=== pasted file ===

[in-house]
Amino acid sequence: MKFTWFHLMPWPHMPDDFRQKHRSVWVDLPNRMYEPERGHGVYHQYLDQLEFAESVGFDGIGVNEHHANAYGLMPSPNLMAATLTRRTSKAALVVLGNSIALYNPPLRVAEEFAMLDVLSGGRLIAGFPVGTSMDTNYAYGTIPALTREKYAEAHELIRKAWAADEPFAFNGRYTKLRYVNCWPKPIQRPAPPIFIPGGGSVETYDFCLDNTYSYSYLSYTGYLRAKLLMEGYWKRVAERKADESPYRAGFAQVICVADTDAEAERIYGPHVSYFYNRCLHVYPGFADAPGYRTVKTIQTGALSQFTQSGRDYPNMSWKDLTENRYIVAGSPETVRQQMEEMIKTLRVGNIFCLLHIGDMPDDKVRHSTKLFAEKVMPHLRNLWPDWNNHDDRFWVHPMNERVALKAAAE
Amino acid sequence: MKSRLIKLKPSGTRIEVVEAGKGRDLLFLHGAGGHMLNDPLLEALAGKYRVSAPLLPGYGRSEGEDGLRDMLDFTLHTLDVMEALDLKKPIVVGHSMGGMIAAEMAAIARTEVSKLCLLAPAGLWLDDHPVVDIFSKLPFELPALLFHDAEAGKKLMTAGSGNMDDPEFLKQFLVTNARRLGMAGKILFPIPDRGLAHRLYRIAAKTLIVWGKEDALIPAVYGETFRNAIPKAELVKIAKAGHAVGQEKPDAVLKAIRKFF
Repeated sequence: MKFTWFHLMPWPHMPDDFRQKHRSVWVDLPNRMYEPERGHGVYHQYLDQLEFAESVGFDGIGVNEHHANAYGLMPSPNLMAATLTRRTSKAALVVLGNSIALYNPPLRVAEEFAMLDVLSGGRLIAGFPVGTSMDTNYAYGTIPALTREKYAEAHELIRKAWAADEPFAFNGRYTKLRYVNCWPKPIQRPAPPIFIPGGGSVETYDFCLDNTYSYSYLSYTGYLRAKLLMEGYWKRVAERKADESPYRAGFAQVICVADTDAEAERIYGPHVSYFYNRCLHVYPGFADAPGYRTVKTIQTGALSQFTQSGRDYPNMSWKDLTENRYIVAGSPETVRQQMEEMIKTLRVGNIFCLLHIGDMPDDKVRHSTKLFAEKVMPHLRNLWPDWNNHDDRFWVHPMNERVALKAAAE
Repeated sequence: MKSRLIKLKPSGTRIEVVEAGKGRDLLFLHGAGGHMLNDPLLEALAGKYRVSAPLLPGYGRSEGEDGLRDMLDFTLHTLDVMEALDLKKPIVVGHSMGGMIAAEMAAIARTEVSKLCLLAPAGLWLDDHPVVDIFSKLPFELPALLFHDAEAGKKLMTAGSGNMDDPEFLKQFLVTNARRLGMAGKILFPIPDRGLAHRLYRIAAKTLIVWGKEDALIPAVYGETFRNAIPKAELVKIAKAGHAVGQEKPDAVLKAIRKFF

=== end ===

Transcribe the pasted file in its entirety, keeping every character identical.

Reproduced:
[in-house]
Amino acid sequence: MKFTWFHLMPWPHMPDDFRQKHRSVWVDLPNRMYEPERGHGVYHQYLDQLEFAESVGFDGIGVNEHHANAYGLMPSPNLMAATLTRRTSKAALVVLGNSIALYNPPLRVAEEFAMLDVLSGGRLIAGFPVGTSMDTNYAYGTIPALTREKYAEAHELIRKAWAADEPFAFNGRYTKLRYVNCWPKPIQRPAPPIFIPGGGSVETYDFCLDNTYSYSYLSYTGYLRAKLLMEGYWKRVAERKADESPYRAGFAQVICVADTDAEAERIYGPHVSYFYNRCLHVYPGFADAPGYRTVKTIQTGALSQFTQSGRDYPNMSWKDLTENRYIVAGSPETVRQQMEEMIKTLRVGNIFCLLHIGDMPDDKVRHSTKLFAEKVMPHLRNLWPDWNNHDDRFWVHPMNERVALKAAAE
Amino acid sequence: MKSRLIKLKPSGTRIEVVEAGKGRDLLFLHGAGGHMLNDPLLEALAGKYRVSAPLLPGYGRSEGEDGLRDMLDFTLHTLDVMEALDLKKPIVVGHSMGGMIAAEMAAIARTEVSKLCLLAPAGLWLDDHPVVDIFSKLPFELPALLFHDAEAGKKLMTAGSGNMDDPEFLKQFLVTNARRLGMAGKILFPIPDRGLAHRLYRIAAKTLIVWGKEDALIPAVYGETFRNAIPKAELVKIAKAGHAVGQEKPDAVLKAIRKFF
Repeated sequence: MKFTWFHLMPWPHMPDDFRQKHRSVWVDLPNRMYEPERGHGVYHQYLDQLEFAESVGFDGIGVNEHHANAYGLMPSPNLMAATLTRRTSKAALVVLGNSIALYNPPLRVAEEFAMLDVLSGGRLIAGFPVGTSMDTNYAYGTIPALTREKYAEAHELIRKAWAADEPFAFNGRYTKLRYVNCWPKPIQRPAPPIFIPGGGSVETYDFCLDNTYSYSYLSYTGYLRAKLLMEGYWKRVAERKADESPYRAGFAQVICVADTDAEAERIYGPHVSYFYNRCLHVYPGFADAPGYRTVKTIQTGALSQFTQSGRDYPNMSWKDLTENRYIVAGSPETVRQQMEEMIKTLRVGNIFCLLHIGDMPDDKVRHSTKLFAEKVMPHLRNLWPDWNNHDDRFWVHPMNERVALKAAAE
Repeated sequence: MKSRLIKLKPSGTRIEVVEAGKGRDLLFLHGAGGHMLNDPLLEALAGKYRVSAPLLPGYGRSEGEDGLRDMLDFTLHTLDVMEALDLKKPIVVGHSMGGMIAAEMAAIARTEVSKLCLLAPAGLWLDDHPVVDIFSKLPFELPALLFHDAEAGKKLMTAGSGNMDDPEFLKQFLVTNARRLGMAGKILFPIPDRGLAHRLYRIAAKTLIVWGKEDALIPAVYGETFRNAIPKAELVKIAKAGHAVGQEKPDAVLKAIRKFF